What is Shamanism?

The word shaman comes from the language of a tribe in Siberia, according to Mircea Eliade, a scholar of religion, a shaman is a man or woman who "journeys" in an altered state of consciousness. Thus, shamanism is the application of what the shaman does.

In his book The Spirit of Shamanism, Roger N. Walsh, M.D., PhD. defines Shamanism as follows: "Shamanism can be defined as a family of traditions whose Practitioners focus on voluntarily entering altered states of consciousness in which they experience themselves or their spirit[s], traveling to other realms at will, and interacting with other entities in order to serve their community." There are many important phrases or key terms included in this definition. The first of which is "traditions." Traditions according to the dictionary are beliefs that are handed down [to the next generation] because of their effectiveness.In the shamanic context, these beliefs are being applied to spiritual healing, which may have an impact on the emotional/mental and physical aspects [bodies] of the individual as well. The shamanic traditions are not surprisingly different from culture to culture setting. This leads to the speculation that these traditions have an original source.

The shamanic journey is the most common practice of the traditions.The journey is usually induced by rhythmic drumming or other percussion sound, a rattle for example. The uses of the shamanic journey are many: such as diagnosing or treating illness, for acquisition of power through the interaction with spirits, i.e., power animals, spiritual teachers and angels. It is vital that the shaman maintain a relationship with their spiritual helpers as to receive instruction and information to help the patient.

The next key word in the definition is "voluntarily." The shaman must have mastered the experience of contacting spiritual entities to receive information that will be helpful to their patient and themselves, whatever the situation may be. A major skill that is acquired in the training process is spirit vision. This skill involves the development of a capability to organize, understand and communicate with the visionary data one is presented with while in an altered state of consciousness.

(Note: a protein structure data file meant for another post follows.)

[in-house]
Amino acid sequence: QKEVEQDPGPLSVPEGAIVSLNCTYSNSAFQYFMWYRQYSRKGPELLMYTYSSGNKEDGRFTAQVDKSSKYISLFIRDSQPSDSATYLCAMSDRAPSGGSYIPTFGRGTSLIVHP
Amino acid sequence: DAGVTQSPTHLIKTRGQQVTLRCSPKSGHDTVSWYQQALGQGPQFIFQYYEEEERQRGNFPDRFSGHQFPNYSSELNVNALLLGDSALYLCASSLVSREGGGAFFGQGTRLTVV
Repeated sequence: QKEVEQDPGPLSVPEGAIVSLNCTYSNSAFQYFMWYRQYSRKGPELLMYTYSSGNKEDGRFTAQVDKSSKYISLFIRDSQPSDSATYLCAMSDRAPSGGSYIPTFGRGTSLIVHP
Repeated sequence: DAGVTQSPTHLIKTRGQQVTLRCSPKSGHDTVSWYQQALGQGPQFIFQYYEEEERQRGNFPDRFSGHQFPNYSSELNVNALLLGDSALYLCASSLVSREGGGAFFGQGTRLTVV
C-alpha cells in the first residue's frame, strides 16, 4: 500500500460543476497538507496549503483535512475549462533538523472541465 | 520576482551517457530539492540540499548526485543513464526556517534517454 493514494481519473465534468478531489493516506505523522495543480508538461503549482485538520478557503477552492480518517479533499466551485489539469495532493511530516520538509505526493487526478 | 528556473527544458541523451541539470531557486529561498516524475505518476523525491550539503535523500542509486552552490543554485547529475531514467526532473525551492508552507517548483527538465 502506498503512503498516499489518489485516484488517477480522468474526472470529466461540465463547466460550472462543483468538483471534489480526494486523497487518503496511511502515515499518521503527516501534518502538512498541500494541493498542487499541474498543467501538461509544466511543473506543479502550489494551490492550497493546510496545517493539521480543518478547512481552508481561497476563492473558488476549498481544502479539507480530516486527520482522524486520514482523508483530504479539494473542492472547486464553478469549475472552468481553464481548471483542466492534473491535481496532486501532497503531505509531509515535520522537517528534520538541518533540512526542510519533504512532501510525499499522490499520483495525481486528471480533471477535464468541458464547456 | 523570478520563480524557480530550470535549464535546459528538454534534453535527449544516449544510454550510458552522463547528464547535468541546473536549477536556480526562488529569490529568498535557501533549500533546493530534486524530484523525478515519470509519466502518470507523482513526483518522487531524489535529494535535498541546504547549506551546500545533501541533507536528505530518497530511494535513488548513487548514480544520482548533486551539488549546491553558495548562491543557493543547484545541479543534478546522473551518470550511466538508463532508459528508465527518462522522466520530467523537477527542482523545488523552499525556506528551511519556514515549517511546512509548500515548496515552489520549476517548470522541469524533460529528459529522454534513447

Some teachers instruct on the ability to be in two worlds simultaneously.The worlds are revealed to the shaman when journeying into the altered state of consciousness. Carlos Castaneda termed these states "nonordinary reality." In his book The Way of the Shaman, Michael Harner writes "...altered state of consciousness and learned perspective that characterize shamanic work... involves not only a 'trance' or a transcendent state of awareness, but a learned awareness of shamanic methods and assumptions while in an altered state." The experience in the shaman's universe is the existence of three worlds: upper, middle and lower, which are joined in relationship by spiritual energy more than by physical properties. Dr. Walsh describes, "...central axis takes three main forms, all of

them common to diverse cultures and myths... the first is the common. the 'cosmic mountain' at the center of the earth.The second is the 'world pillar' that many hold up the sky. The third is the highly symbolic 'world tree' symbol of life, fertility and sacred regeneration...." For the shaman, the multilayered worlds traveled through the altered state of consciousness are a direct experience. The last key word pertaining to this definition is "Serve." Connie Newton, my teacher of the Integrated Awareness Technique is constantly reminding us that as healers we must serve.To learn the knowledge is not enough. We must use our healing capabilities for the good of others and ourselves. Shamans are committed to the art of healing to the people of the community. The practice of these healing traditions isoften referred to as energy medicine. The goal of energy medicine is to provide a healing to the recipient. The format of a healing is the ceremony where the shaman applies his or her healing protocols which have passed down from the practitioner's teacher, from generation to generation therefore establishing the traditions. The knowledge is ancient but it is always growing or evolving. Thus, the shamans of today practice energy medicine traditions that have evolved in their effectiveness and practicality.

Shamanism is an ongoing expanding body of energy medicine rooted in tradition. The shaman applies the energy medicine protocols for the healing of the people he or she serves.